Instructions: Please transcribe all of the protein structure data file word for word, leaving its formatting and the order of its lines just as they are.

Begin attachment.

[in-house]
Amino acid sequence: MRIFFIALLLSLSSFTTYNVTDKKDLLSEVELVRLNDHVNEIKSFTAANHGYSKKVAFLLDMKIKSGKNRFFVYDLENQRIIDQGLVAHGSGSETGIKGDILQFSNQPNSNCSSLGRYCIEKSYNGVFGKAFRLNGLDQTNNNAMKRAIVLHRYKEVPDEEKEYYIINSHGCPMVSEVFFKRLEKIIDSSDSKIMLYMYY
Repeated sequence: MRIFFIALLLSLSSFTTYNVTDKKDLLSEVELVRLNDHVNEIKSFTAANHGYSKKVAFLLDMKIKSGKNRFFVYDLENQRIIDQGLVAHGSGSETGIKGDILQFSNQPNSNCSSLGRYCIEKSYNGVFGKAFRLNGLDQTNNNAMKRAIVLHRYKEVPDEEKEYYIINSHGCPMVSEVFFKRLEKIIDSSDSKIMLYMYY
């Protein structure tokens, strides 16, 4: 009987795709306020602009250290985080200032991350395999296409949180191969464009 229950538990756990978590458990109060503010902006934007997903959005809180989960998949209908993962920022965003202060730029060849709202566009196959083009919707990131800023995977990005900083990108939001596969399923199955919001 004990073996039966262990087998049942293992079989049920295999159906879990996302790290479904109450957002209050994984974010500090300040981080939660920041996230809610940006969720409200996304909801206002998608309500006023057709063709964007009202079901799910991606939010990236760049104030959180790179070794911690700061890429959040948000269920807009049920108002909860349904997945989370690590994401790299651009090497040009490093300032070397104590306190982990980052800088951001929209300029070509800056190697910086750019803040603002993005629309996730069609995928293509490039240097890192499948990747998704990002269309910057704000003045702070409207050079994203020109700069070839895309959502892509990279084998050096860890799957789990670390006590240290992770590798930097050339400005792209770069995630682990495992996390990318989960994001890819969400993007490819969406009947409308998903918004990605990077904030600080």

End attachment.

[in-house]
Amino acid sequence: MRIFFIALLLSLSSFTTYNVTDKKDLLSEVELVRLNDHVNEIKSFTAANHGYSKKVAFLLDMKIKSGKNRFFVYDLENQRIIDQGLVAHGSGSETGIKGDILQFSNQPNSNCSSLGRYCIEKSYNGVFGKAFRLNGLDQTNNNAMKRAIVLHRYKEVPDEEKEYYIINSHGCPMVSEVFFKRLEKIIDSSDSKIMLYMYY
Repeated sequence: MRIFFIALLLSLSSFTTYNVTDKKDLLSEVELVRLNDHVNEIKSFTAANHGYSKKVAFLLDMKIKSGKNRFFVYDLENQRIIDQGLVAHGSGSETGIKGDILQFSNQPNSNCSSLGRYCIEKSYNGVFGKAFRLNGLDQTNNNAMKRAIVLHRYKEVPDEEKEYYIINSHGCPMVSEVFFKRLEKIIDSSDSKIMLYMYY
């Protein structure tokens, strides 16, 4: 009987795709306020602009250290985080200032991350395999296409949180191969464009 229950538990756990978590458990109060503010902006934007997903959005809180989960998949209908993962920022965003202060730029060849709202566009196959083009919707990131800023995977990005900083990108939001596969399923199955919001 004990073996039966262990087998049942293992079989049920295999159906879990996302790290479904109450957002209050994984974010500090300040981080939660920041996230809610940006969720409200996304909801206002998608309500006023057709063709964007009202079901799910991606939010990236760049104030959180790179070794911690700061890429959040948000269920807009049920108002909860349904997945989370690590994401790299651009090497040009490093300032070397104590306190982990980052800088951001929209300029070509800056190697910086750019803040603002993005629309996730069609995928293509490039240097890192499948990747998704990002269309910057704000003045702070409207050079994203020109700069070839895309959502892509990279084998050096860890799957789990670390006590240290992770590798930097050339400005792209770069995630682990495992996390990318989960994001890819969400993007490819969406009947409308998903918004990605990077904030600080």